Contrary to popular notions, Haiti-U.S. relations have not only been about Haitian resistance to U.S. domination. In Haiti and the Uses of America, Chantalle F. Verna makes evident that there have been key moments of cooperation that contributed to nation-building in both countries.
In the years following the U.S. occupation of Haiti (1915-1934), Haitian politicians and professionals with a cosmopolitan outlook shaped a new era in Haiti-U.S. diplomacy. Their efforts, Verna shows, helped favorable ideas about the United States, once held by a small segment of Haitian society, circulate more widely. In this way, Haitians contributed to and capitalized upon the spread of internationalism in the Americas and the larger world.
About the Author
CHANTALLE F. VERNA is an associate professor of history and international relations at Florida International University in Miami. She is a coeditor of the forthcoming book, The Haiti Reader: History, Culture, and Politics.
"Tracing Haitian post-occupation engagement with the United States, Verna rejects a narrow binary interpretation and convincingly demonstrates the importance of a thoroughly informed, nuanced lens in any analysis of Haiti–U.S. relations."
— Robert Maguire
"This groundbreaking, deeply researched, and richly rewarding study illuminates how Haitians were key agents of inter-American connection and collaboration during the mid-twentieth century. Chantalle F. Verna rethinks Haiti's relation to the United States at that time by asking complex questions and reaching nuanced insights that seem just as relevant and important with reference to today." — Kate Ramsey
"In keeping with the careful nuance she employs, Verna weaves analysis of race and class throughout the book, yet without allowing either theme to eclipse other concerns and motivations. The work is especially well written and easy to navigate." — American Historical Review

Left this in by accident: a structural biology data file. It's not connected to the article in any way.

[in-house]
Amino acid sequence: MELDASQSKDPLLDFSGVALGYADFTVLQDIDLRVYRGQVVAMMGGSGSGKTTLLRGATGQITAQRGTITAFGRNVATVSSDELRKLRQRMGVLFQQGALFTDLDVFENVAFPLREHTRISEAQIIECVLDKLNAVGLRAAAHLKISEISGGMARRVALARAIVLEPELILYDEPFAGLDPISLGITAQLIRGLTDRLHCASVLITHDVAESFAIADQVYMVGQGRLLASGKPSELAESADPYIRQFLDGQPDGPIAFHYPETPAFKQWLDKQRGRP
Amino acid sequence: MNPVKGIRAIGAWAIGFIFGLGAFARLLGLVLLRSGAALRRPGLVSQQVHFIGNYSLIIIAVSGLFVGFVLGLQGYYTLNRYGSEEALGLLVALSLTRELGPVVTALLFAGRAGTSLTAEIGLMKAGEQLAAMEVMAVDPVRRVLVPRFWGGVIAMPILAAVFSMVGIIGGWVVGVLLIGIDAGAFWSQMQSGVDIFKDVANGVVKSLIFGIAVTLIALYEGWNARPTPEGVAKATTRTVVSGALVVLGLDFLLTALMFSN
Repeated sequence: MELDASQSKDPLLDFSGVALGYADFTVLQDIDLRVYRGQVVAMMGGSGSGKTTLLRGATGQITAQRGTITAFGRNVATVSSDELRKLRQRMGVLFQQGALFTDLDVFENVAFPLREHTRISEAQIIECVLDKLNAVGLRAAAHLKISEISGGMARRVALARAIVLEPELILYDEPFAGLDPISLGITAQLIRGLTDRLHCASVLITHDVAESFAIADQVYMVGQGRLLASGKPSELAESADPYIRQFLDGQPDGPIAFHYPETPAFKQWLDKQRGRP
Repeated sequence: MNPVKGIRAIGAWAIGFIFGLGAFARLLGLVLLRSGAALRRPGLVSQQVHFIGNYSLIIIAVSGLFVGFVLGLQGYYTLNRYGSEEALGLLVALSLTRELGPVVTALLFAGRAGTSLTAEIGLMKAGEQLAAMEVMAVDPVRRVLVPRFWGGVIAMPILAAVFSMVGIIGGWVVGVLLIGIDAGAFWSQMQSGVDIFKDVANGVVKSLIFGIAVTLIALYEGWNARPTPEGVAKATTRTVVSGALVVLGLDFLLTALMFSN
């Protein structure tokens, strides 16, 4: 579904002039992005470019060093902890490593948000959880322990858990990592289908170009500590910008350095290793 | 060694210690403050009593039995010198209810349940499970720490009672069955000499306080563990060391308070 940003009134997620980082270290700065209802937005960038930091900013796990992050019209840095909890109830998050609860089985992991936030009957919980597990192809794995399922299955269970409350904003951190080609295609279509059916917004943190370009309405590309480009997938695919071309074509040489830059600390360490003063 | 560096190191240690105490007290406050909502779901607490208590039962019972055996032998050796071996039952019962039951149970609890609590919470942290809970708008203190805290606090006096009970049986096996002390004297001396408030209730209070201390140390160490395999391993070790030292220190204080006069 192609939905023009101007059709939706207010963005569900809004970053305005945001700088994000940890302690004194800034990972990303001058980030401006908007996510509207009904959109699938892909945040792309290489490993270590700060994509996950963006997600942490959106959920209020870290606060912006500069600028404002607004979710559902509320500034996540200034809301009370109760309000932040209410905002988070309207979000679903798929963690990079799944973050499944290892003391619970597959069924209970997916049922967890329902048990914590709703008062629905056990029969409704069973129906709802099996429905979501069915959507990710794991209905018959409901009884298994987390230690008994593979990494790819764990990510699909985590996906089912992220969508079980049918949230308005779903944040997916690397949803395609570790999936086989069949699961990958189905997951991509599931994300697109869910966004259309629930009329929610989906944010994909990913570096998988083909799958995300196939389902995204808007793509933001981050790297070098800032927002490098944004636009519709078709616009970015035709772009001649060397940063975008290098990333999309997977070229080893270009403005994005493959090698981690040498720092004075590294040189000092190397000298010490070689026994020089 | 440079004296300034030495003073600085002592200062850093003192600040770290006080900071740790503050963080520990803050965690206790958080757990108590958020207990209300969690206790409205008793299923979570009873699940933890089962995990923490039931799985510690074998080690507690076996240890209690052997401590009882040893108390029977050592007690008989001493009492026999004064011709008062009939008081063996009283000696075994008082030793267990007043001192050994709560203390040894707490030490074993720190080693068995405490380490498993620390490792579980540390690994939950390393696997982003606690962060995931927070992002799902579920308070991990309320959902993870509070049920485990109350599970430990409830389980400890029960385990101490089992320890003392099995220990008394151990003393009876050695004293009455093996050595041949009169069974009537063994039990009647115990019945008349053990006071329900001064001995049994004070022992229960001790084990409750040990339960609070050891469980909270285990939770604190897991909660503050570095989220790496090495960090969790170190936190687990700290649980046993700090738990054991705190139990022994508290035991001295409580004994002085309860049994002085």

"This text is already an important work in multiple historiographies. Haiti and the Uses of America will serve as the foundation for such future scholarship on cultural and diplomatic interactions in Haitian foreign policy in the twentieth and twenty-first centuries as well as the multifaceted relationship between Haiti, the United States, and international development." — H-Net
"The insights of Haiti and the Uses of America raise new questions about Haiti in the past and present....In connecting the U.S. occupation to the U.N. development projects that came later, Verna provides an unbroken line from the early twentieth-century occupation to the present one. What would we learn if scholars were more open to the ambiguities of the first occupation and more receptive to the anti-occupation voices of the present? After reading Verna, these become impossible to ignore." — New West Indian Guide
"[A] meaningful new book...[This] well-researched and nuanced book deepens the knowledge of scholars of Haiti and Caribbean intellectual, social, and economic historians interested in local and national challenges that impeded the prosperity of Haiti's most vulnerable citizens." — Journal of Haitian Studies